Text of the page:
And please, don't write up a trail guide to an area and include GPS numbers. It's a totally useless endeavor. Write about water sources or a seven day blizzard or pole bending mountaintop winds or even Notes on How To Birth A Mountain Turtlehead, but please leave the gizmos behind. Do us all a favor.

drowning in spam
(leaftye) - F

Locale: SoCal
Re: Is GPS All in Our Heads? on 02/06/2012 07:13:58 MST Print View

The spacial context problem should mostly go away as the pixel density of screens increase. The small screens are already incapable of displaying the amount of information in the same area shown on a paper map. Big screens are even worse since they don't show anything more, but are much bigger.

Buck Nelson
(Colter) - MLife

Locale: Alaska
What's best is both the navigational skills and the GPS on 02/06/2012 07:43:30 MST Print View

I consider myself fairly proficient with a map and compass. That said, the GPS is an awesome tool and there's a reason that they are so popular.

To me, the ideal balance is to have a GPS when navigation is challenging, but having the skills to fall back on map and compass in the event of GPS failure.

Sarah Kirkconnell
(sarbar) - F

Locale: In the shadow of Mt. Rainier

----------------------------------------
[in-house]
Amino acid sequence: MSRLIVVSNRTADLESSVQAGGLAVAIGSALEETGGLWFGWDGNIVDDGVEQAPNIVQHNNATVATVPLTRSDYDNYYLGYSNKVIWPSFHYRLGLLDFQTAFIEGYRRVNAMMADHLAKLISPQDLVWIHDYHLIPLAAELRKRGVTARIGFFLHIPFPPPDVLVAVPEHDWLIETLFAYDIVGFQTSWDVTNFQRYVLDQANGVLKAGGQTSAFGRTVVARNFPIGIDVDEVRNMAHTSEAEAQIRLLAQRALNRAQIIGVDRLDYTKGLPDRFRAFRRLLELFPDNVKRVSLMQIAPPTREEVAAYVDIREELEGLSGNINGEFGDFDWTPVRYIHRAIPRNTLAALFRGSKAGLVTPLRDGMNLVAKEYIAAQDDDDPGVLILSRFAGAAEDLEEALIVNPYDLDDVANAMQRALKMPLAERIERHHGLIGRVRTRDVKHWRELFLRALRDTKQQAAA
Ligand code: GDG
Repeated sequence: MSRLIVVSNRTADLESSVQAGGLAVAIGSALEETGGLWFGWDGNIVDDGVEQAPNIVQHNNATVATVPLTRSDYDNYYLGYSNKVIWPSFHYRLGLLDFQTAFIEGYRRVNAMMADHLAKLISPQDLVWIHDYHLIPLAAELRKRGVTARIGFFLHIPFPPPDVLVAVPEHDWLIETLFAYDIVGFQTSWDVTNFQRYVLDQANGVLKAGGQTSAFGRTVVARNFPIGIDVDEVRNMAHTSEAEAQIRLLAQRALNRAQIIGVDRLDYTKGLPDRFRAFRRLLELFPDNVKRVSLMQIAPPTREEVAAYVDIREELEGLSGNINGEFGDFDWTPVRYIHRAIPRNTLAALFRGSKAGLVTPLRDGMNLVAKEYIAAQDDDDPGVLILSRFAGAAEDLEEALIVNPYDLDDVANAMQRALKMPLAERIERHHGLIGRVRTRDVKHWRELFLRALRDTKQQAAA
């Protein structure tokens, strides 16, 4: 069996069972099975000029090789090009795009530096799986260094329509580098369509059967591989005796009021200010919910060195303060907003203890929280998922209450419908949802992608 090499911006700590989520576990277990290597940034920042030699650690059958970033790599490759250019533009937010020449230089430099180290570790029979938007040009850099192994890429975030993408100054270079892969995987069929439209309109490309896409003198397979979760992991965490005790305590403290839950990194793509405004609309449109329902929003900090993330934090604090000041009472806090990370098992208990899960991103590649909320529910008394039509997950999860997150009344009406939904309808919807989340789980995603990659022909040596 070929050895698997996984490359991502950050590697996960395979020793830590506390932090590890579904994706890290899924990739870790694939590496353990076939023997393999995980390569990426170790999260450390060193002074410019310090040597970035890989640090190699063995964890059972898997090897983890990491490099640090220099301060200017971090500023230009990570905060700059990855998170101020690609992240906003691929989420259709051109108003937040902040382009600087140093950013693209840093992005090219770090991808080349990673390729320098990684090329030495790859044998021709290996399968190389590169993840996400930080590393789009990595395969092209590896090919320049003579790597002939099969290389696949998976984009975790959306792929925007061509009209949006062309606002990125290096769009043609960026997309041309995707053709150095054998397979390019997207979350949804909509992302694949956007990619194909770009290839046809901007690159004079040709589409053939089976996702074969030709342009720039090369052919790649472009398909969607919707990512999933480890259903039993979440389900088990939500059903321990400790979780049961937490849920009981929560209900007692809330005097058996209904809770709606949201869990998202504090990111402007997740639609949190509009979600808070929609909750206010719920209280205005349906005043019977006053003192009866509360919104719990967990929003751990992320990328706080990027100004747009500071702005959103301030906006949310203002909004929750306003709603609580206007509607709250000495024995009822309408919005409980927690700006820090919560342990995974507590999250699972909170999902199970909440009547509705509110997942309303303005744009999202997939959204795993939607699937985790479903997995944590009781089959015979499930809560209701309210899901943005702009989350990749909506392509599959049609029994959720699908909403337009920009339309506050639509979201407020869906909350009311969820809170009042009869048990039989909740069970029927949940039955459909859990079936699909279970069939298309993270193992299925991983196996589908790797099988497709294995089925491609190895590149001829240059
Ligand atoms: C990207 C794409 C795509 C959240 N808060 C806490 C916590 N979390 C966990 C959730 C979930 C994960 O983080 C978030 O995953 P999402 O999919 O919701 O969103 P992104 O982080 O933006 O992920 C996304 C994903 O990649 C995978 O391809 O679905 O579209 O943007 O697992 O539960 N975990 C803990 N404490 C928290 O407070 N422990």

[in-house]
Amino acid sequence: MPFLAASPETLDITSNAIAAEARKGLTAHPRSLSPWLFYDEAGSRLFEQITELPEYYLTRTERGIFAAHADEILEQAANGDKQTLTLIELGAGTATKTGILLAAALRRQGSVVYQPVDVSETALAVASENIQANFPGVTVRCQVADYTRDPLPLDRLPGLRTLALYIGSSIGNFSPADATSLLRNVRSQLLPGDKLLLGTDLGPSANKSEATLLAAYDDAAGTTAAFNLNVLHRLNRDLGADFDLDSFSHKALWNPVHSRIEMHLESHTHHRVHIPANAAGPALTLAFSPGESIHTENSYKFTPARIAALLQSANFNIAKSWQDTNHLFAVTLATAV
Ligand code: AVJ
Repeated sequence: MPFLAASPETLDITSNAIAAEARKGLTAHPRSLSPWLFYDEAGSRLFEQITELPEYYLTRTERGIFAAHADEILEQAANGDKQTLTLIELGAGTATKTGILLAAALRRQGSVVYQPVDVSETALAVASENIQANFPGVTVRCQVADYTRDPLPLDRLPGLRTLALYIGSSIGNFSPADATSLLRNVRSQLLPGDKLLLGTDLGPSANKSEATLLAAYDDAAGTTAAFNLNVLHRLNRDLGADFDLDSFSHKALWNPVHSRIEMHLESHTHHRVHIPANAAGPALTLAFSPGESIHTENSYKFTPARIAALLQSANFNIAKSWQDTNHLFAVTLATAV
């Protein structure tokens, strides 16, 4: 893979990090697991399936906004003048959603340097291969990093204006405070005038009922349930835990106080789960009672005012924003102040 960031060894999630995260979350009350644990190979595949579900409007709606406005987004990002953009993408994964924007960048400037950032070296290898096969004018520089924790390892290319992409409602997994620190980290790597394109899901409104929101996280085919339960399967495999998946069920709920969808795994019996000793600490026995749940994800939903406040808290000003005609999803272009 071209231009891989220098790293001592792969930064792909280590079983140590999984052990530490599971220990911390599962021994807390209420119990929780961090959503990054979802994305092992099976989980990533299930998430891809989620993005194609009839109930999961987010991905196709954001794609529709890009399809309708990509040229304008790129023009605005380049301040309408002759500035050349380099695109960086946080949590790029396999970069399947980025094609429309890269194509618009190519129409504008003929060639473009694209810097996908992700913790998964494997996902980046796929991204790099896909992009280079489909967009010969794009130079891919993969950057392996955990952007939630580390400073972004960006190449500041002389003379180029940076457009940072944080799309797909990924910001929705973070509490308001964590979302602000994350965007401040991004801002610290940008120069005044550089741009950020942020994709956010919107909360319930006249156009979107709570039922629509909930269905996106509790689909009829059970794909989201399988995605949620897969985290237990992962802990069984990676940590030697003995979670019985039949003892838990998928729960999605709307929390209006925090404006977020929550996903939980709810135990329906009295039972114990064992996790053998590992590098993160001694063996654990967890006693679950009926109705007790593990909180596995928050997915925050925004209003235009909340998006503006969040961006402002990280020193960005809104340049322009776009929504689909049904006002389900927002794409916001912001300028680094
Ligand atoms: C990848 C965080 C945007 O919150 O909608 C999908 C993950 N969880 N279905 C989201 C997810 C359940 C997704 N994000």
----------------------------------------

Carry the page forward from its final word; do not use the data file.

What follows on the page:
Re: What's best is both the navigational skills and the GPS on 02/06/2012 08:17:16 MST Print View

Bruce has it right - there is nothing "evil" about GPS if it used as a tool. Sure, I can read maps and whatnot but I enjoy a GPS as well. Oddly enough I use my GPS more for figuring out mileage when hiking than for direction.
I have an integrated GPS in my newest vehicle, if I am driving my husband's truck we have a car unit or we can use our phones if we want. If I have somewhere to go I map it online first and then knowing the route, I go use my GPS in the van.

I don't exactly miss using a massive paper map/book of maps when driving.....

Erik Basil
(EBasil) - M

Locale: Atzlan
Thomas Guide? Wut? on 02/06/2012 09:54:14 MST Print View

I love that we haven't had to update/purchase a new Thomas Guide in several years, because the data in our Nav units is accurate. I also love that some of you folks apparently still have them and I will admit there's one behind the seat in our Jeep.

However, having a 6x9 inch screen in my dash that gives me map data is just outstanding. Even the little Garmin is pretty darn good. It has "favorites" that include every In-n-Out Burger joint, and every "Triple D" restaurant.

In my case, this only goes to automobile nav. Our Garmin GPS unit is out of order and I like maps.

Edited by EBasil on 02/06/2012 09:55:55 MST.

ed hyatt
(edhyatt) - MLife

Locale: The North; UK
GPS on 02/06/2012 10:09:35 MST Print View

I'm in the 'like GPS a lot' camp; and use it for 99% of my 'using things other than my senses' navigation.

My GPS is a simple Garmin with an arrow. I'll use it a few times a day perhaps to get a rough idea of direction (or in foul conditions, location). The rest of the time I rely on 'natural navigation' - using my eyes and experience to gauge the topography and project where 'the route' should be.